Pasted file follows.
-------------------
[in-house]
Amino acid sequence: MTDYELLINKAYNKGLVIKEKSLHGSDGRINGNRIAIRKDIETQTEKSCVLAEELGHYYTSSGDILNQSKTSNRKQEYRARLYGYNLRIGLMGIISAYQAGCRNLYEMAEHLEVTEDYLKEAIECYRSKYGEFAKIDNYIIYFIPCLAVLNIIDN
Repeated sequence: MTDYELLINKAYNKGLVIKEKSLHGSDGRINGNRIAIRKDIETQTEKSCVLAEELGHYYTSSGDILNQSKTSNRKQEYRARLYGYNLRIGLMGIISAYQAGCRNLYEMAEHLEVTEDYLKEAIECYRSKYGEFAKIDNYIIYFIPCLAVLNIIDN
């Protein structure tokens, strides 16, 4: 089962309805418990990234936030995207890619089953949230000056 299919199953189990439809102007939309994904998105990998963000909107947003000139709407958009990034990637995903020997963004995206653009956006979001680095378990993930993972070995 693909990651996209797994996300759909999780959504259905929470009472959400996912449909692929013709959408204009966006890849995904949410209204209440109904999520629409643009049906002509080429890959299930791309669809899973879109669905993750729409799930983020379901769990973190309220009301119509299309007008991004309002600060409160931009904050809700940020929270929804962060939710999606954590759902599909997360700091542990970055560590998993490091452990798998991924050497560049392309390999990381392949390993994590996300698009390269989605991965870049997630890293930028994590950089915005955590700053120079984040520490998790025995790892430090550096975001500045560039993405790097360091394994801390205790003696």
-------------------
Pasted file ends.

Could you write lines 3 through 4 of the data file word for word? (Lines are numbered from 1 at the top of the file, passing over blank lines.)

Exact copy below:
Repeated sequence: MTDYELLINKAYNKGLVIKEKSLHGSDGRINGNRIAIRKDIETQTEKSCVLAEELGHYYTSSGDILNQSKTSNRKQEYRARLYGYNLRIGLMGIISAYQAGCRNLYEMAEHLEVTEDYLKEAIECYRSKYGEFAKIDNYIIYFIPCLAVLNIIDN
């Protein structure tokens, strides 16, 4: 089962309805418990990234936030995207890619089953949230000056 299919199953189990439809102007939309994904998105990998963000909107947003000139709407958009990034990637995903020997963004995206653009956006979001680095378990993930993972070995 693909990651996209797994996300759909999780959504259905929470009472959400996912449909692929013709959408204009966006890849995904949410209204209440109904999520629409643009049906002509080429890959299930791309669809899973879109669905993750729409799930983020379901769990973190309220009301119509299309007008991004309002600060409160931009904050809700940020929270929804962060939710999606954590759902599909997360700091542990970055560590998993490091452990798998991924050497560049392309390999990381392949390993994590996300698009390269989605991965870049997630890293930028994590950089915005955590700053120079984040520490998790025995790892430090550096975001500045560039993405790097360091394994801390205790003696």